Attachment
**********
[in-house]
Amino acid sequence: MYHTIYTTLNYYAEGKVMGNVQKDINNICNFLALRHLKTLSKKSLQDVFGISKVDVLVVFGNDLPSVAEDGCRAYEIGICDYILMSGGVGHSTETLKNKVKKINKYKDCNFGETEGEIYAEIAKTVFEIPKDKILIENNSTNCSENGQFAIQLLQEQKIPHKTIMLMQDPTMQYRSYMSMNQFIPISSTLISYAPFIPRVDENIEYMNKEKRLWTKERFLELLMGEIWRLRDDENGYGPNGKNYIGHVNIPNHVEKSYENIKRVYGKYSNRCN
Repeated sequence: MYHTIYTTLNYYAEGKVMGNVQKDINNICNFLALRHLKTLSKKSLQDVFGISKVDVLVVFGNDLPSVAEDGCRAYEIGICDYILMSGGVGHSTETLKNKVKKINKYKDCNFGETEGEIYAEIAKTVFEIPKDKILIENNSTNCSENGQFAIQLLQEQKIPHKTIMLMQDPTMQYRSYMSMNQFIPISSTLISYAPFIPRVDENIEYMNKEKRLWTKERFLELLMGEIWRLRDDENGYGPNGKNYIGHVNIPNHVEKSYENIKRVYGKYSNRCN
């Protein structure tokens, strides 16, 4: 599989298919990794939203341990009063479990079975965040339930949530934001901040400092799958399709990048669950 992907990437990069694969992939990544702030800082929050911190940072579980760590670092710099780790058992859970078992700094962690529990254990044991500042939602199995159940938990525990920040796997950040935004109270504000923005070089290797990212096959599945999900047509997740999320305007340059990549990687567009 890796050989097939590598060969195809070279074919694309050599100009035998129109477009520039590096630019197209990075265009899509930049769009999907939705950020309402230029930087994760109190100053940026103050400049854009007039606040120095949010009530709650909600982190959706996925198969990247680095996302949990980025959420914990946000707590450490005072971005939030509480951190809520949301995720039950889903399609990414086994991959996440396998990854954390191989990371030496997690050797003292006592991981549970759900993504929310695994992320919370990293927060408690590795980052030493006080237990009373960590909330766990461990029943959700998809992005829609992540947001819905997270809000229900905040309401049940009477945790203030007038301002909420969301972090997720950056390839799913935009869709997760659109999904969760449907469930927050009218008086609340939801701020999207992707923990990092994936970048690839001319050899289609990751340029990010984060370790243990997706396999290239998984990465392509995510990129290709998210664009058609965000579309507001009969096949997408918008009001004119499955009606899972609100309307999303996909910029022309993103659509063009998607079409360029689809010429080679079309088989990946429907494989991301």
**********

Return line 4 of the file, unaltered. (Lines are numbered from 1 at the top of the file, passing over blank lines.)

């Protein structure tokens, strides 16, 4: 599989298919990794939203341990009063479990079975965040339930949530934001901040400092799958399709990048669950 992907990437990069694969992939990544702030800082929050911190940072579980760590670092710099780790058992859970078992700094962690529990254990044991500042939602199995159940938990525990920040796997950040935004109270504000923005070089290797990212096959599945999900047509997740999320305007340059990549990687567009 890796050989097939590598060969195809070279074919694309050599100009035998129109477009520039590096630019197209990075265009899509930049769009999907939705950020309402230029930087994760109190100053940026103050400049854009007039606040120095949010009530709650909600982190959706996925198969990247680095996302949990980025959420914990946000707590450490005072971005939030509480951190809520949301995720039950889903399609990414086994991959996440396998990854954390191989990371030496997690050797003292006592991981549970759900993504929310695994992320919370990293927060408690590795980052030493006080237990009373960590909330766990461990029943959700998809992005829609992540947001819905997270809000229900905040309401049940009477945790203030007038301002909420969301972090997720950056390839799913935009869709997760659109999904969760449907469930927050009218008086609340939801701020999207992707923990990092994936970048690839001319050899289609990751340029990010984060370790243990997706396999290239998984990465392509995510990129290709998210664009058609965000579309507001009969096949997408918008009001004119499955009606899972609100309307999303996909910029022309993103659509063009998607079409360029689809010429080679079309088989990946429907494989991301």